A colorless to pale-green essential oil is steam distilled from the leaves with a yield of 0.25 – 1%. Its major components are phenols (70%) methyl chavicol (estragole)(60 – 87%), anethole. The essential oil is strongly antibacterial, although its main component estragole is not responsible for this activity. It has a licorice like aroma and blends well with anise, cinnamon, lavender, oakmoss, pine, vanilla and basil.
Psychologically, tarragon has hypnotic and stimulating properties and has been used as an energetic shock rescue remedy. On the physiological level it has anti-inflammatory, antispasmodic and neuromuscular tonic properties. Kurt Schnaubelt says that this is one of aromatherapy’s strongest antispasmodics. It is recommended for dyspepsia, flatulence, hiccoughs, intestinal spasm, nervous indigestion and sluggish digestion. It has also been recommended for amenorrhoea, dysmenorrhoea and pre menstrual tension.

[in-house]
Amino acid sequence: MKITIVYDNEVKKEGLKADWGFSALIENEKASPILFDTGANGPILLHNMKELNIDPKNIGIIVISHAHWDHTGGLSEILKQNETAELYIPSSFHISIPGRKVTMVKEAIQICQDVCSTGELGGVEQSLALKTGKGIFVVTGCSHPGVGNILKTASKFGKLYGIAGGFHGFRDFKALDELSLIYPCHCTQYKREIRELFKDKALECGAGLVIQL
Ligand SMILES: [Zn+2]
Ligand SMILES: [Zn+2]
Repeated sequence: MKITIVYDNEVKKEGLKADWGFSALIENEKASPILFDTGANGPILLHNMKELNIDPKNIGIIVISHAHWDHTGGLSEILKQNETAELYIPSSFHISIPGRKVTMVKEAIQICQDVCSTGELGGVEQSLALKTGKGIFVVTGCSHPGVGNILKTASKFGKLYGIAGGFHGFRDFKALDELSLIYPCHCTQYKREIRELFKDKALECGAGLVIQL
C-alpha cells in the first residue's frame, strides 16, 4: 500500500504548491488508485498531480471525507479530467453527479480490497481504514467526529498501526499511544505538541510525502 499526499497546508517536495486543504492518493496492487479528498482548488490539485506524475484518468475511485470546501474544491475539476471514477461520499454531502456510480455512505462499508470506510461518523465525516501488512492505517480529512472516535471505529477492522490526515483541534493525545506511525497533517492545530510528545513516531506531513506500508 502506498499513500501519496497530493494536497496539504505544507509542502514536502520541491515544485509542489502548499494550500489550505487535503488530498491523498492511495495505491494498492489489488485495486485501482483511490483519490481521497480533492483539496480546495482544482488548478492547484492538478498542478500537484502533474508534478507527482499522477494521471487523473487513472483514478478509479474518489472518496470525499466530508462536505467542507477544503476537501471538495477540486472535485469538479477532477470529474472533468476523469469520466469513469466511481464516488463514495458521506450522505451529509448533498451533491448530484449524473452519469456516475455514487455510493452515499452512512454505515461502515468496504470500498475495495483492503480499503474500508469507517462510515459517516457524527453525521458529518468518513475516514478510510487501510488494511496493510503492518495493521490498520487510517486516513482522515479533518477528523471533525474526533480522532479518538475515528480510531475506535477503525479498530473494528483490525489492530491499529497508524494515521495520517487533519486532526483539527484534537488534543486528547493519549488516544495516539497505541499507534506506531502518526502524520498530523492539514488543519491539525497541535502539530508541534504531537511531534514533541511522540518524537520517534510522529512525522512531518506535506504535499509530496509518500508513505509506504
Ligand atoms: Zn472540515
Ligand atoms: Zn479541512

Contraindications:. Generally considered non-toxic, non-irritating, non-sensitizing and non-phototoxic. However due to the high methyl chavicol content it should be sued with caution. Do not use during pregnancy.
Albert Y. Leung & Steven Foster , Encyclopedia of Common Natural Ingredients used in Food, Drugs, and Cosmetics, John Wiley & Sons, 1996
Beverley Hawkins, Aromatherapy 201 Course 1999 revised 2000…20011